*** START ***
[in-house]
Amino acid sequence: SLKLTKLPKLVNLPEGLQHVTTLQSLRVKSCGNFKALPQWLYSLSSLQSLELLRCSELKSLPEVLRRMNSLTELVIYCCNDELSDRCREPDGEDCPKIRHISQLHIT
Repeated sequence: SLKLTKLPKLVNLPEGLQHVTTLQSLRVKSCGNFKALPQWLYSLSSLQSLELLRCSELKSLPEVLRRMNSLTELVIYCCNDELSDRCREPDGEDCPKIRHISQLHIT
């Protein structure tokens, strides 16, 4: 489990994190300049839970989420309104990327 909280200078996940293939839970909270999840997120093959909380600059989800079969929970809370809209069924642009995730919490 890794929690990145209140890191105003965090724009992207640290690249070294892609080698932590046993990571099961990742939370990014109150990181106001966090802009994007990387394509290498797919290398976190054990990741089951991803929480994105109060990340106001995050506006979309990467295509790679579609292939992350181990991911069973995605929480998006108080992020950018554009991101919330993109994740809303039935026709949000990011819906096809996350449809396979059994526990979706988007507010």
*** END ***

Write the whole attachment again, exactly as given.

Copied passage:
[in-house]
Amino acid sequence: SLKLTKLPKLVNLPEGLQHVTTLQSLRVKSCGNFKALPQWLYSLSSLQSLELLRCSELKSLPEVLRRMNSLTELVIYCCNDELSDRCREPDGEDCPKIRHISQLHIT
Repeated sequence: SLKLTKLPKLVNLPEGLQHVTTLQSLRVKSCGNFKALPQWLYSLSSLQSLELLRCSELKSLPEVLRRMNSLTELVIYCCNDELSDRCREPDGEDCPKIRHISQLHIT
């Protein structure tokens, strides 16, 4: 489990994190300049839970989420309104990327 909280200078996940293939839970909270999840997120093959909380600059989800079969929970809370809209069924642009995730919490 890794929690990145209140890191105003965090724009992207640290690249070294892609080698932590046993990571099961990742939370990014109150990181106001966090802009994007990387394509290498797919290398976190054990990741089951991803929480994105109060990340106001995050506006979309990467295509790679579609292939992350181990991911069973995605929480998006108080992020950018554009991101919330993109994740809303039935026709949000990011819906096809996350449809396979059994526990979706988007507010």